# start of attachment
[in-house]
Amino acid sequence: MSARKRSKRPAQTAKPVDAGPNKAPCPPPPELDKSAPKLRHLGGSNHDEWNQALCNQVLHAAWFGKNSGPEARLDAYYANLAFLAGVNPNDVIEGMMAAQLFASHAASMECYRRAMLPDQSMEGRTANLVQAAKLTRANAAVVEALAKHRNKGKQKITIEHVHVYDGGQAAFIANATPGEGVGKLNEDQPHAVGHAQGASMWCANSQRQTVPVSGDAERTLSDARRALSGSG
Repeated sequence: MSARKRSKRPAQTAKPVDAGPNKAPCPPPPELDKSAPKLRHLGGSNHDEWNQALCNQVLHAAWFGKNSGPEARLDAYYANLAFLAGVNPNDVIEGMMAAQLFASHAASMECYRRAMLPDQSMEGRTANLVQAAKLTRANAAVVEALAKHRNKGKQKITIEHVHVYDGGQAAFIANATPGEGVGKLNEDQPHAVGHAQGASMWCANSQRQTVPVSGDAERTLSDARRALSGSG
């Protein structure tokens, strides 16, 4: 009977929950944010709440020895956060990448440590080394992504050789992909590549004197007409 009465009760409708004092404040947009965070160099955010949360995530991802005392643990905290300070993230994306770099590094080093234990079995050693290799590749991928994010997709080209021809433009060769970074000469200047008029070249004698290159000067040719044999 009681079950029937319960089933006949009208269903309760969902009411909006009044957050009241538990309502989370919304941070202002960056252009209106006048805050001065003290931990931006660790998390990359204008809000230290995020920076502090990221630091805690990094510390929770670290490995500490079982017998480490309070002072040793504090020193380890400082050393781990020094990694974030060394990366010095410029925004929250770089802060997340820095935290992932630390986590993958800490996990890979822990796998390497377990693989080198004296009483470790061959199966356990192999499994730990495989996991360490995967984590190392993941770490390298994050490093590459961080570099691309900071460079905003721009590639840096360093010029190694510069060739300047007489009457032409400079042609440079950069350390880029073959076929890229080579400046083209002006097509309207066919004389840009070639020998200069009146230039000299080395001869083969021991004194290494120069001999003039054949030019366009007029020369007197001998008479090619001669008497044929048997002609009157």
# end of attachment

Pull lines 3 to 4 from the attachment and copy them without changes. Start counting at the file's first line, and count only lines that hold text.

Repeated sequence: MSARKRSKRPAQTAKPVDAGPNKAPCPPPPELDKSAPKLRHLGGSNHDEWNQALCNQVLHAAWFGKNSGPEARLDAYYANLAFLAGVNPNDVIEGMMAAQLFASHAASMECYRRAMLPDQSMEGRTANLVQAAKLTRANAAVVEALAKHRNKGKQKITIEHVHVYDGGQAAFIANATPGEGVGKLNEDQPHAVGHAQGASMWCANSQRQTVPVSGDAERTLSDARRALSGSG
């Protein structure tokens, strides 16, 4: 009977929950944010709440020895956060990448440590080394992504050789992909590549004197007409 009465009760409708004092404040947009965070160099955010949360995530991802005392643990905290300070993230994306770099590094080093234990079995050693290799590749991928994010997709080209021809433009060769970074000469200047008029070249004698290159000067040719044999 009681079950029937319960089933006949009208269903309760969902009411909006009044957050009241538990309502989370919304941070202002960056252009209106006048805050001065003290931990931006660790998390990359204008809000230290995020920076502090990221630091805690990094510390929770670290490995500490079982017998480490309070002072040793504090020193380890400082050393781990020094990694974030060394990366010095410029925004929250770089802060997340820095935290992932630390986590993958800490996990890979822990796998390497377990693989080198004296009483470790061959199966356990192999499994730990495989996991360490995967984590190392993941770490390298994050490093590459961080570099691309900071460079905003721009590639840096360093010029190694510069060739300047007489009457032409400079042609440079950069350390880029073959076929890229080579400046083209002006097509309207066919004389840009070639020998200069009146230039000299080395001869083969021991004194290494120069001999003039054949030019366009007029020369007197001998008479090619001669008497044929048997002609009157």